Well, that’s it. The end of the world has arrived.
If you’re bored and feel like exploring all of life, try the One Zoom explorer. It’s a graphical interface to a collection of data about phylogeny.
It’s interesting and useful at the top level, but as you dig down into the twigs and leaves, it starts to fall apart, lacking in detail. That’s what you’d expect if you’re trying to track about 1.5 million documented species (somewhere over 10 million species total). It does help communicate the diversity and complexity of life, though.
Let’s look at vaccination rates for every county in the US against the percentage that voted for Trump, shall we?
That’s his legacy, ignorance and death.
A lot of presidents in every party can claim to have left a legacy of death, but this is a stunning anti-accomplishment that might only be rivaled by Ronald Reagan and W.
Good news: Ghislaine Maxwell was found guilty. I think we can also consider this a conviction for Jeffrey Epstein, since there has to be a child rapist to receive delivery from a child trafficker.
Ghislaine Maxwell, the longtime paramour of financier Jeffrey Epstein, was convicted on sex-trafficking charges after a trial that centered on what types of enabling conduct — including befriending young girls and teaching and scheduling them to massage an older man — should be considered criminal.
Maxwell, 60, was accused of recruiting teenage girls to massage Epstein at his homes in Palm Beach, Fla., New York, New Mexico and elsewhere between 1994 and 2004.
Epstein allegedly paid the girls hundreds of dollars in cash for the massages, which involved sexual touching and which he expected three times a day. He died by suicide 28 months ago, while awaiting his own trial.
The jury found Maxwell guilty on five of six counts, including conspiracy to commit sex trafficking and sex trafficking of an individual under 18. She was found not guilty of enticement of one individual under 17 with the intent to engage in illegal sexual activity.
Also, though, I must ask what has happened to the BBC? They asked Alan Dershowitz to provide commentary on the verdict.
After Ghislaine Maxwell was found guilty Wednesday on five of six sex trafficking counts for her role in procuring young girls for her former boyfriend and serial sex offender Jeffrey Epstein to abuse, BBC News took to the airwaves to analyze the proceedings. And they brought on Alan Dershowitz, notably named by Epstein accuser Virginia Giuffre as one of the men (she has also claimed Prince Andrew sexually assaulted her) she said Epstein and Maxwell allegedly forced her to have sex with repeatedly when she was underage. Dershowitz has denied the allegations.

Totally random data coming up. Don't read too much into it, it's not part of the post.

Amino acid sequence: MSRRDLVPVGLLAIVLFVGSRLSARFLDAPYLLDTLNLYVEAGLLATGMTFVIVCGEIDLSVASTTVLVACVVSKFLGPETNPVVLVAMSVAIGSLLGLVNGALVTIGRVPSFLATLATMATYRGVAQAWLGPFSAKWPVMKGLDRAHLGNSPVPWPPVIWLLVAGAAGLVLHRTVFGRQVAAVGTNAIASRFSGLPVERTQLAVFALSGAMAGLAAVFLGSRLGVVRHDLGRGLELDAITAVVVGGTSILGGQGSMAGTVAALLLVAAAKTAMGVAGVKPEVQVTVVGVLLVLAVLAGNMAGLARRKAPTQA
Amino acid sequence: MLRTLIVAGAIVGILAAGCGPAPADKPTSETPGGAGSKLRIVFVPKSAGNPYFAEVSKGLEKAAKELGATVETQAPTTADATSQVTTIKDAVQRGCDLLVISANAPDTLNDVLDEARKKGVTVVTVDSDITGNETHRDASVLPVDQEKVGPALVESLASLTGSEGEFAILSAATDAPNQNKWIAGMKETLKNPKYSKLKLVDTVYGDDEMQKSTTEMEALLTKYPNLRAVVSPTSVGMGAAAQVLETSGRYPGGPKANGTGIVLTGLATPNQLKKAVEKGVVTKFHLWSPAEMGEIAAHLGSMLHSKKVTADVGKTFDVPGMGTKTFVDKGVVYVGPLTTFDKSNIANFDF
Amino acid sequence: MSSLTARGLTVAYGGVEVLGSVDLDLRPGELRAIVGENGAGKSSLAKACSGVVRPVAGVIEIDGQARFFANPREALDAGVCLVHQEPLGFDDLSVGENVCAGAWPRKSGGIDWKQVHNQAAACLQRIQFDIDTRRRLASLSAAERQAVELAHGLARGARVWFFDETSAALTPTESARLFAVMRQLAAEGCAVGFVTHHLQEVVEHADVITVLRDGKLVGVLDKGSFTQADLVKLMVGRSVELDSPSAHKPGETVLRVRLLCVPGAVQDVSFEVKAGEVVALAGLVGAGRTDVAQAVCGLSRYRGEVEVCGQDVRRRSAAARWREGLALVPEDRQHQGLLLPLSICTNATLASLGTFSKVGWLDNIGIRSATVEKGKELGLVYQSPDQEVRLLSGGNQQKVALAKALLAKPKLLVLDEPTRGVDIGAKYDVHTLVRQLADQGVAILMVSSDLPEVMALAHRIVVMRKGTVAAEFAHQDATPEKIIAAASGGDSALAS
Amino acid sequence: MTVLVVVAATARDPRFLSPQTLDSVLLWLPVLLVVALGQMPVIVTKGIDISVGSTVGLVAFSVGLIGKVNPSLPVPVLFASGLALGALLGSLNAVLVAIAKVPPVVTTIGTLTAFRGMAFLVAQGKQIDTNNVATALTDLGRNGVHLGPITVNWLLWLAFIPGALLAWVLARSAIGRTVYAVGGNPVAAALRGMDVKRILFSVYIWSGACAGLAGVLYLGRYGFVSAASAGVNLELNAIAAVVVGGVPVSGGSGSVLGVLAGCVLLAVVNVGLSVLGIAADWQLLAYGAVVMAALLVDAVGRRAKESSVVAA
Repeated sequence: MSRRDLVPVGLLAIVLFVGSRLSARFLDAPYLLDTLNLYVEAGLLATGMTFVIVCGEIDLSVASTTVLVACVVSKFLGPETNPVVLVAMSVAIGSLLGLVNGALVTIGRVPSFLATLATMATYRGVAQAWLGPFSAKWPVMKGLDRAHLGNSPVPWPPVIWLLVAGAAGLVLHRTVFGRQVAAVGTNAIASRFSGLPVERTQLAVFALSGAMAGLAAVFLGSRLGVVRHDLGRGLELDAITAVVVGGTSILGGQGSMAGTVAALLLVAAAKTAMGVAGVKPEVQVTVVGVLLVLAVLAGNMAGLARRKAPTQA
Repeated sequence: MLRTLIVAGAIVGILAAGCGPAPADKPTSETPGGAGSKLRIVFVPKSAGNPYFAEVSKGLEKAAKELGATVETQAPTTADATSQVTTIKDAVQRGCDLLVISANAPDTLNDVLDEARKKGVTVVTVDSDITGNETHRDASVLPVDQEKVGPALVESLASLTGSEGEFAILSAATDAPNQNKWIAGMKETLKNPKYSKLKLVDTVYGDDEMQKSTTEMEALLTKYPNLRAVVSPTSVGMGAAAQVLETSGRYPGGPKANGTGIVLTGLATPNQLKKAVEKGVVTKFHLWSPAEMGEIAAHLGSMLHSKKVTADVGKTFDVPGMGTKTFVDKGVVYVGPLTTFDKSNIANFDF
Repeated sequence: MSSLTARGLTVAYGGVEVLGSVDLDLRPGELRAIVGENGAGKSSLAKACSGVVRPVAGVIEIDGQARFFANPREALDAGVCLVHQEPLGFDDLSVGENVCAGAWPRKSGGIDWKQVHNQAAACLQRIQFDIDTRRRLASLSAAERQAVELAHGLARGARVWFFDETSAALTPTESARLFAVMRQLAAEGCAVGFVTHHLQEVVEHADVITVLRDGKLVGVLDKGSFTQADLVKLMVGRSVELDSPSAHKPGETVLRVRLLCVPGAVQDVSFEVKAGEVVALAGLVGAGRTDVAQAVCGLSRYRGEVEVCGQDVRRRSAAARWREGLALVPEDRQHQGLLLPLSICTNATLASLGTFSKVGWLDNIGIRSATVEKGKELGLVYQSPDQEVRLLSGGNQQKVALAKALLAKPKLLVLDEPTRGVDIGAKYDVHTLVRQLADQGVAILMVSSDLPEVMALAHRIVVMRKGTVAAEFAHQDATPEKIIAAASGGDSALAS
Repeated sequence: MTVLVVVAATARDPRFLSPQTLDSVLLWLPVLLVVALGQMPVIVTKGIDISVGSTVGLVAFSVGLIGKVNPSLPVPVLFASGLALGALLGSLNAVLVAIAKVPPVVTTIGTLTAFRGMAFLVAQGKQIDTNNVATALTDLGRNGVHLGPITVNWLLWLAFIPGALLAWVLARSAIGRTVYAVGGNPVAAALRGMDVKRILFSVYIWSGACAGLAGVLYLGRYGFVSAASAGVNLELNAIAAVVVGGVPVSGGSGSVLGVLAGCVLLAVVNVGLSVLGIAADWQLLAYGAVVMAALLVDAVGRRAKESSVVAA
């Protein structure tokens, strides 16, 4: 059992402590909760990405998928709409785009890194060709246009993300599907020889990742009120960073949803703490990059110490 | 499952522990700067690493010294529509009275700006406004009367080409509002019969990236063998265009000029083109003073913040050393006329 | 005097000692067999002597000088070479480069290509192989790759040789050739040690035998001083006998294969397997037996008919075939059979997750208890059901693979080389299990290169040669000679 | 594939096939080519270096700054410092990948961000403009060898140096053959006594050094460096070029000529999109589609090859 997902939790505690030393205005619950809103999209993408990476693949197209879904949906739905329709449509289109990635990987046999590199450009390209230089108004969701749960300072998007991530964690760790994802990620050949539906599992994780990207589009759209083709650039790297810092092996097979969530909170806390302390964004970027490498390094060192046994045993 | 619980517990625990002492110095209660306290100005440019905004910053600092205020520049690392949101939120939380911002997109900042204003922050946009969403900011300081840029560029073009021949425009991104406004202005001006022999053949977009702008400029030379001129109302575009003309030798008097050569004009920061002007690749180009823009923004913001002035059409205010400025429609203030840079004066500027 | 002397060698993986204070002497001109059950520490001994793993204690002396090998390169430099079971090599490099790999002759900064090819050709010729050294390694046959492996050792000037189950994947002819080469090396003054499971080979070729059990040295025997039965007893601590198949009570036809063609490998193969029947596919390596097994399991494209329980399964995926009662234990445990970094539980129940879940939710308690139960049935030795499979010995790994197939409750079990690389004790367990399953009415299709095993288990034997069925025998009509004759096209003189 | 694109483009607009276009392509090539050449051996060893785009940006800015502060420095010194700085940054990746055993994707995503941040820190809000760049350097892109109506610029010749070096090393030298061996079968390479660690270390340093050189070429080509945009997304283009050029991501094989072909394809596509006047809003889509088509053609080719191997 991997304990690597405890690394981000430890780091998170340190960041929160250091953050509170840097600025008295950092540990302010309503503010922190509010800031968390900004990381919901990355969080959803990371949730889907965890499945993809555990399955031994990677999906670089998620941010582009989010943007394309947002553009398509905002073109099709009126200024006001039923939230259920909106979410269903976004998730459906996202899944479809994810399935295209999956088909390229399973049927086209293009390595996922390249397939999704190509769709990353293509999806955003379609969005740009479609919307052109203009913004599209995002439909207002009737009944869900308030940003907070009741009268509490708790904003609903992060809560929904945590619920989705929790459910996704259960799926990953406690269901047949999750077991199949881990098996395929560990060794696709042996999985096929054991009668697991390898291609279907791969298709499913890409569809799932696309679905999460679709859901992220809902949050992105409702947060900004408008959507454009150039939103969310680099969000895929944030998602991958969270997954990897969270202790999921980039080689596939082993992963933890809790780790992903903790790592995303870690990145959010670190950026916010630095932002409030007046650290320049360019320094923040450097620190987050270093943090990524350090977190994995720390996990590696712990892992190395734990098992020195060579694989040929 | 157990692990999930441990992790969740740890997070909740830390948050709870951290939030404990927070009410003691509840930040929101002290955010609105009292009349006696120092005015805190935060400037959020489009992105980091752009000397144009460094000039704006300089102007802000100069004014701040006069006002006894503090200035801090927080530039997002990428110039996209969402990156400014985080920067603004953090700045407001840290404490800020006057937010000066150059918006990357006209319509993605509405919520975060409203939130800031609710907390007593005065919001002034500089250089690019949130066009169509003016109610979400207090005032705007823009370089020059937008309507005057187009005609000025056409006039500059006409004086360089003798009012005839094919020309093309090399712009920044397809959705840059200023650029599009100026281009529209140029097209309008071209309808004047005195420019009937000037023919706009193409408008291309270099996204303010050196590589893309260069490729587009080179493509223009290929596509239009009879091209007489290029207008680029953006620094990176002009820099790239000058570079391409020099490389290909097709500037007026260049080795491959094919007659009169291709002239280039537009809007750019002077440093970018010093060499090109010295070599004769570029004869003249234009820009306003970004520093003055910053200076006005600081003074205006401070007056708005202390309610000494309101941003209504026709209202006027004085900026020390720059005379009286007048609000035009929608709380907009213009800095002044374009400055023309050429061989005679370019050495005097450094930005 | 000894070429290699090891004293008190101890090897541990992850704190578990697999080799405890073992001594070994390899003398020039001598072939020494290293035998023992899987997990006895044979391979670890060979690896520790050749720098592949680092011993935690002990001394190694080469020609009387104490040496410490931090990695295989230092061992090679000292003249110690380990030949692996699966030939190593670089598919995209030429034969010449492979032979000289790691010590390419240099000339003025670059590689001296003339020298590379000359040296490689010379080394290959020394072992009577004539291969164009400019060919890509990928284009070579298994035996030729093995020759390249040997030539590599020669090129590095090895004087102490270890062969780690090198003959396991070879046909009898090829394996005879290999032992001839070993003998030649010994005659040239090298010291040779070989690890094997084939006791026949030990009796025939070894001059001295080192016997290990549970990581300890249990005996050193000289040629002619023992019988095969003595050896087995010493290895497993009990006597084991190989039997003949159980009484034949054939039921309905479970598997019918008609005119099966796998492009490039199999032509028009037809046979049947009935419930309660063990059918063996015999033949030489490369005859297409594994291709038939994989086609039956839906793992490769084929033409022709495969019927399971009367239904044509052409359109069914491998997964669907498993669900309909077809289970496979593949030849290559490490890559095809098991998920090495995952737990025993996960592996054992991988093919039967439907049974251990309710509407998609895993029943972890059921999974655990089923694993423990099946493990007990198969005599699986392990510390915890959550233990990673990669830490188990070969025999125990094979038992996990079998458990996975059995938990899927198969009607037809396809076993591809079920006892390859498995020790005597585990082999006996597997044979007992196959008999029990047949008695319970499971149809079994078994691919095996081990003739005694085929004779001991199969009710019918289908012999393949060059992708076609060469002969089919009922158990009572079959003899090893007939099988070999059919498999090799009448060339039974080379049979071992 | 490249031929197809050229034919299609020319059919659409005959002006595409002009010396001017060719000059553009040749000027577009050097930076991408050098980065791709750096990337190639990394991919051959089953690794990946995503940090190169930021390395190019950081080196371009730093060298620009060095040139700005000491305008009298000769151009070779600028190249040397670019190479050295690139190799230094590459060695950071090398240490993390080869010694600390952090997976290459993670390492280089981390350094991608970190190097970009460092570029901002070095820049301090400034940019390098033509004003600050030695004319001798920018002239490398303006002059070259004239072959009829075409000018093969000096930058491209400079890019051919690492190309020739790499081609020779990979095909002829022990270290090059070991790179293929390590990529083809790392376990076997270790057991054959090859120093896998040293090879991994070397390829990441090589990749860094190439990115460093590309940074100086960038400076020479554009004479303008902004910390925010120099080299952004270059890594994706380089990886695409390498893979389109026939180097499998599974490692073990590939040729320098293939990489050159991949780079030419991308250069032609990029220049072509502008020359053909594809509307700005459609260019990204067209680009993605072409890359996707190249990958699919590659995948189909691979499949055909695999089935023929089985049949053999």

He is currently suing one of Epstein’s victims, so the BBC should have known better — there’s an obvious conflict of interest. Dershowitz should have known better, too, but he’s nothing but a sleazy hack already.
Big day of remembrance and reflection for all our heroes of Science and Rationality. pic.twitter.com/eZNX0cnPQp
— Kieran Healy (@kjhealy) December 30, 2021
Maybe the BBC should convene a round table conversation with Pinker, Krauss, Dawkins, Summers, etc. to sadly discuss the fate of their old friends.
Belatedly, the BBC says “oops”.
Come on, every news service. Scratch Alan Dershowitz off your invitation lists already, just like all those scientists should have automatically shunned Jeffrey Epstein.
What’s most hilarious, though, is that they’ve been flailing about for 20 minutes now, and their audio is totally fucked up. It’s unintelligible. Both Powell and Hovind are sitting there, and they haven’t once looked at their audience’s chat, where everyone is yelling at them to fix the audio.
Amazing. He’s done now. He streamed for 42 minutes and never once noticed all his fans screaming at him in the chat that the audio was broken.